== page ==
The question of the propriety of filing the answer may be disposed of immediately. Petitioner contends that in a mandamus proceeding a party is not entitled as a matter of right to answer after demurrer to the petition is overruled. Homestake Mining Company v. Superior Court (Private Investors v. Homestake Min. Co.), 11 Cal.App.2d 488, 54 P.2d 535. The question is clarified by the following extracts from that opinion (pages 492, 493 of 11 Cal.App.2d, page 537 of 54 P.2d): “The position assumed by the petitioners here is that ‘as a matter of right’ they were entitled to answer over after their demurrer was overruled, and therefore, ‘as a matter of right’ they are entitled to a supersedeas. Petitioners are wrong in both instances. There is no absolute right to answer over in any civil case. Section 472 of the Code of Civil Procedure provides: ‘A demurrer is not waived by filing an answer at the same time; and when the demurrer to a complaint is overruled and there is no answer filed, the court may, upon such terms as may be just, allow an answer to be filed.’ ” “Section 472 of the Code, and section 67 of the Practice Act which preceded it, have been uniformly held to confer upon the trial court discretion to grant or deny leave to answer after a demurrer is overruled.” It is clear that the emphasis should be placed on the words “as a matter of right” but in the present case the denial of the motion to strike the answer is the equivalent to permission that the answer be filed. The order granting permission is always subject to review, to be decided according to the particular circumstances of the case. In the Homestake decision, supra, 11 Cal.App.2d page 494, 54 P.2d page 537, the court said: “* * * the courts will always presume that another court acting within its jurisdiction has acted with judicial discretion. If the claim is made that such discretion has been abused, some showing must be made to rebut that presumption.” In the present case it does not appear that the trial court abused its discretion.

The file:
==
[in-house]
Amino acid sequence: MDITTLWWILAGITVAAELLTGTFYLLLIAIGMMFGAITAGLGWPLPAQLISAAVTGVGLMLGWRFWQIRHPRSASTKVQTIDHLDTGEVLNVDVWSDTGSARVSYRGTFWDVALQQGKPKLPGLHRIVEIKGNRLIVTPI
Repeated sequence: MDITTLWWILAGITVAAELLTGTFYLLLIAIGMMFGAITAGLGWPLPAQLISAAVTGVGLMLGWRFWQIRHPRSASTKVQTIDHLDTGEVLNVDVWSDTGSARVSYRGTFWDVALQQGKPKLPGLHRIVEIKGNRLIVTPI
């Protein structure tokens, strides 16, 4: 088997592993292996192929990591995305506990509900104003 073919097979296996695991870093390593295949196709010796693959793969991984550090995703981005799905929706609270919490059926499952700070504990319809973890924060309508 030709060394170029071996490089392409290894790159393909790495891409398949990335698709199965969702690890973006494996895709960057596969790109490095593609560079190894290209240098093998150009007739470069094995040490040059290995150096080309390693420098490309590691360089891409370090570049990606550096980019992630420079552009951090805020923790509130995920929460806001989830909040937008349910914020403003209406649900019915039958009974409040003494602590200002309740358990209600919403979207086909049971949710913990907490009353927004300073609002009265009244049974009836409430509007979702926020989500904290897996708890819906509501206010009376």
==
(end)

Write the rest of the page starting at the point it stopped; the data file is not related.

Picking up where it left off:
The reason assigned for the refusal of the permit was that petitioner was conducting his business of distributing and delivering milk in a business district zone, whereas under the zoning laws of the City and County of San Francisco such business may be conducted only in a light industrial zone. Petitioner did not introduce evidence to the contrary, and this appeal might well be determined at this point except that other issues were raised by the petition––prejudice, etc.––upon which respondents proved that the milk was being distributed by petitioner in a truck falsely labeled; that containers had been refilled contrary to the provisions of the Agricultural Code of the State of California; that the milk was not processed or pasteurized at the place of business; and that on at least one occasion petitioner had been found guilty of violating section 486, supra. Evidence was introduced also that there are no proper facilities at petitioner's place of business for the washing and sterilization of cans and bottles. In short, it appears that in the conduct of the business petitioner had indulged in various unsanitary practices.